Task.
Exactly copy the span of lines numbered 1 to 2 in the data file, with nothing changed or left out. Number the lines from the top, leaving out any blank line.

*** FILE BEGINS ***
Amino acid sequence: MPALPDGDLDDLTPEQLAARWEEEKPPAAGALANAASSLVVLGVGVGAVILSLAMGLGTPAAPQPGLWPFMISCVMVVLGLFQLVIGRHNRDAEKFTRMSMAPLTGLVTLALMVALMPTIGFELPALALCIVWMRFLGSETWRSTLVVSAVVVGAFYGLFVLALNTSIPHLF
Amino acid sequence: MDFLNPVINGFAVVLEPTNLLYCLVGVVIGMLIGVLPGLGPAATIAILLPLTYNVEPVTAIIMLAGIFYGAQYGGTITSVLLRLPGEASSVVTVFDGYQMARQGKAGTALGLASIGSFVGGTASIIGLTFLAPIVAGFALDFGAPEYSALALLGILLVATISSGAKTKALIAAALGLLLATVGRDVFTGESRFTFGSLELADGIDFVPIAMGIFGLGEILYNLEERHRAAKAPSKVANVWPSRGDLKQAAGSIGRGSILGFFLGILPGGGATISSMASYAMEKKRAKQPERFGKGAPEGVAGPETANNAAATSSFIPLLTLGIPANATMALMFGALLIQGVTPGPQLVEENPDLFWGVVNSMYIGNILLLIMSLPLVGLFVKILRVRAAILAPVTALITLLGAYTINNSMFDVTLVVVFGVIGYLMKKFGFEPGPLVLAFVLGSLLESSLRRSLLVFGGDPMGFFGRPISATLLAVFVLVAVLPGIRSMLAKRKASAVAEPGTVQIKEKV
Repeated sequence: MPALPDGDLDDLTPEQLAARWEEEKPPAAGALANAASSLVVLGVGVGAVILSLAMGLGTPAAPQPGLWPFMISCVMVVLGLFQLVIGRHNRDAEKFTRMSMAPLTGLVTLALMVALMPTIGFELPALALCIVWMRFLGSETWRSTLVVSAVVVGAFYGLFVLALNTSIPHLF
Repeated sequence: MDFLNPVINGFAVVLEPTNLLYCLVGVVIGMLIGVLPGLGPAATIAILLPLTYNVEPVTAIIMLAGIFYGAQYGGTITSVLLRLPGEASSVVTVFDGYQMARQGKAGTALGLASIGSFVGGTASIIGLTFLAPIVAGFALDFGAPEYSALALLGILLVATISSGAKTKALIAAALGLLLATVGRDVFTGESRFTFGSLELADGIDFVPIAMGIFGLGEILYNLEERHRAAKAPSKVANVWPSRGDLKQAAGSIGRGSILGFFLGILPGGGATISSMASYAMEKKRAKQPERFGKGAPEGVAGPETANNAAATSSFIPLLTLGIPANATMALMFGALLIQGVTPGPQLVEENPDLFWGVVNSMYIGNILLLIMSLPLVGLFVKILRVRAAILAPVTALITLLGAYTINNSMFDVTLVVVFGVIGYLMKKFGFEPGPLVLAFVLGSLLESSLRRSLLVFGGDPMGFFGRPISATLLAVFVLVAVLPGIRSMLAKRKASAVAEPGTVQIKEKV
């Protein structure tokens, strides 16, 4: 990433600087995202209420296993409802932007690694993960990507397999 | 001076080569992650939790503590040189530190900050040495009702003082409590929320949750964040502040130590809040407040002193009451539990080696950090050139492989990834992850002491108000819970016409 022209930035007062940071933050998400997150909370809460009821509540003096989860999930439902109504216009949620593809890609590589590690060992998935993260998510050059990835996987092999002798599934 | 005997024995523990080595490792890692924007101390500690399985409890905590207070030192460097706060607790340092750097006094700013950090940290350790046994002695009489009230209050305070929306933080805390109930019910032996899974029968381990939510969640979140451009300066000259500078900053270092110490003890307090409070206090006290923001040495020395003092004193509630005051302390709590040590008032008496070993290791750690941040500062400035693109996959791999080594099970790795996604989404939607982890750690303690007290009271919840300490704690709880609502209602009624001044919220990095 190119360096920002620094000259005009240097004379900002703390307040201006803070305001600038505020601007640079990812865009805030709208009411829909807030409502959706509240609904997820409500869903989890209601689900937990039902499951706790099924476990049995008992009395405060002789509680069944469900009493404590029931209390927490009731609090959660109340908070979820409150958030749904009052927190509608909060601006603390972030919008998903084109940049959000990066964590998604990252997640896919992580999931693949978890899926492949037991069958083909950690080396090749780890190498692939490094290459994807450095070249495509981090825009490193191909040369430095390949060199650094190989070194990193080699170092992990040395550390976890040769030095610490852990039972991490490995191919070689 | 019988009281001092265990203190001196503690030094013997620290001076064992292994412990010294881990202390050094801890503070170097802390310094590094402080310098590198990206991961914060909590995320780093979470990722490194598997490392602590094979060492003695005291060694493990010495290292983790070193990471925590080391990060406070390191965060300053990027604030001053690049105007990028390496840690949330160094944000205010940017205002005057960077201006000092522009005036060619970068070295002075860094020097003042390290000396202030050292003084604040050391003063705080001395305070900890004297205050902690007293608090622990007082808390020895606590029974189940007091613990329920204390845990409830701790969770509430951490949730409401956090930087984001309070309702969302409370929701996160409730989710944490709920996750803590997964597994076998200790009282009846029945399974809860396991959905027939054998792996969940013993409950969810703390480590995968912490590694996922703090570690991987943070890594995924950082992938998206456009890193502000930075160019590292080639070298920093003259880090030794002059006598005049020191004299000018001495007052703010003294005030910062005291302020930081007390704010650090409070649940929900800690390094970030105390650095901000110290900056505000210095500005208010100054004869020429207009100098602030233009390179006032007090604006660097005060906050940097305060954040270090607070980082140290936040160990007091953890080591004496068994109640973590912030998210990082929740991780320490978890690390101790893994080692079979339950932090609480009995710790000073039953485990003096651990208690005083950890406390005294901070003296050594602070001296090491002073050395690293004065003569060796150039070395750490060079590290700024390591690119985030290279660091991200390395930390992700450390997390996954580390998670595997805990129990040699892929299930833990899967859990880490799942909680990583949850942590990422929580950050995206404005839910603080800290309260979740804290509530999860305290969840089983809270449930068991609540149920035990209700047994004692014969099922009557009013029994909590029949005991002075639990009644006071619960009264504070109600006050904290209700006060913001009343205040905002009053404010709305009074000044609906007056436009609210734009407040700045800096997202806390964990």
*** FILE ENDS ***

Amino acid sequence: MPALPDGDLDDLTPEQLAARWEEEKPPAAGALANAASSLVVLGVGVGAVILSLAMGLGTPAAPQPGLWPFMISCVMVVLGLFQLVIGRHNRDAEKFTRMSMAPLTGLVTLALMVALMPTIGFELPALALCIVWMRFLGSETWRSTLVVSAVVVGAFYGLFVLALNTSIPHLF
Amino acid sequence: MDFLNPVINGFAVVLEPTNLLYCLVGVVIGMLIGVLPGLGPAATIAILLPLTYNVEPVTAIIMLAGIFYGAQYGGTITSVLLRLPGEASSVVTVFDGYQMARQGKAGTALGLASIGSFVGGTASIIGLTFLAPIVAGFALDFGAPEYSALALLGILLVATISSGAKTKALIAAALGLLLATVGRDVFTGESRFTFGSLELADGIDFVPIAMGIFGLGEILYNLEERHRAAKAPSKVANVWPSRGDLKQAAGSIGRGSILGFFLGILPGGGATISSMASYAMEKKRAKQPERFGKGAPEGVAGPETANNAAATSSFIPLLTLGIPANATMALMFGALLIQGVTPGPQLVEENPDLFWGVVNSMYIGNILLLIMSLPLVGLFVKILRVRAAILAPVTALITLLGAYTINNSMFDVTLVVVFGVIGYLMKKFGFEPGPLVLAFVLGSLLESSLRRSLLVFGGDPMGFFGRPISATLLAVFVLVAVLPGIRSMLAKRKASAVAEPGTVQIKEKV